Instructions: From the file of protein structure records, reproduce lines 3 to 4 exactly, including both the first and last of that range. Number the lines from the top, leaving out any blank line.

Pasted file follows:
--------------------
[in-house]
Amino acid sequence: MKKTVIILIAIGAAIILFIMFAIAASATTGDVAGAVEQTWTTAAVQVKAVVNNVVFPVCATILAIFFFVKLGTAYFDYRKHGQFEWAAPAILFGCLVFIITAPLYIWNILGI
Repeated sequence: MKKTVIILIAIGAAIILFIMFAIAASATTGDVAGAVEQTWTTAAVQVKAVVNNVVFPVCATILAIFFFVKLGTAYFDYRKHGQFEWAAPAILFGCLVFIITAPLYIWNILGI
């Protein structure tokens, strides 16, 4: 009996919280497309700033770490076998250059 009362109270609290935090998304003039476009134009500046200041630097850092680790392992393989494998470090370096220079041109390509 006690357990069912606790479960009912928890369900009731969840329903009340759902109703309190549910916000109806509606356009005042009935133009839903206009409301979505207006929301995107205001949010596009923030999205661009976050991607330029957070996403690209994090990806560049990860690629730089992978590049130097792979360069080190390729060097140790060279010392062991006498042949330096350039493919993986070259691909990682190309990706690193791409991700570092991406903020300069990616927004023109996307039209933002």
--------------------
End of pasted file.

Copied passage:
Repeated sequence: MKKTVIILIAIGAAIILFIMFAIAASATTGDVAGAVEQTWTTAAVQVKAVVNNVVFPVCATILAIFFFVKLGTAYFDYRKHGQFEWAAPAILFGCLVFIITAPLYIWNILGI
């Protein structure tokens, strides 16, 4: 009996919280497309700033770490076998250059 009362109270609290935090998304003039476009134009500046200041630097850092680790392992393989494998470090370096220079041109390509 006690357990069912606790479960009912928890369900009731969840329903009340759902109703309190549910916000109806509606356009005042009935133009839903206009409301979505207006929301995107205001949010596009923030999205661009976050991607330029957070996403690209994090990806560049990860690629730089992978590049130097792979360069080190390729060097140790060279010392062991006498042949330096350039493919993986070259691909990682190309990706690193791409991700570092991406903020300069990616927004023109996307039209933002």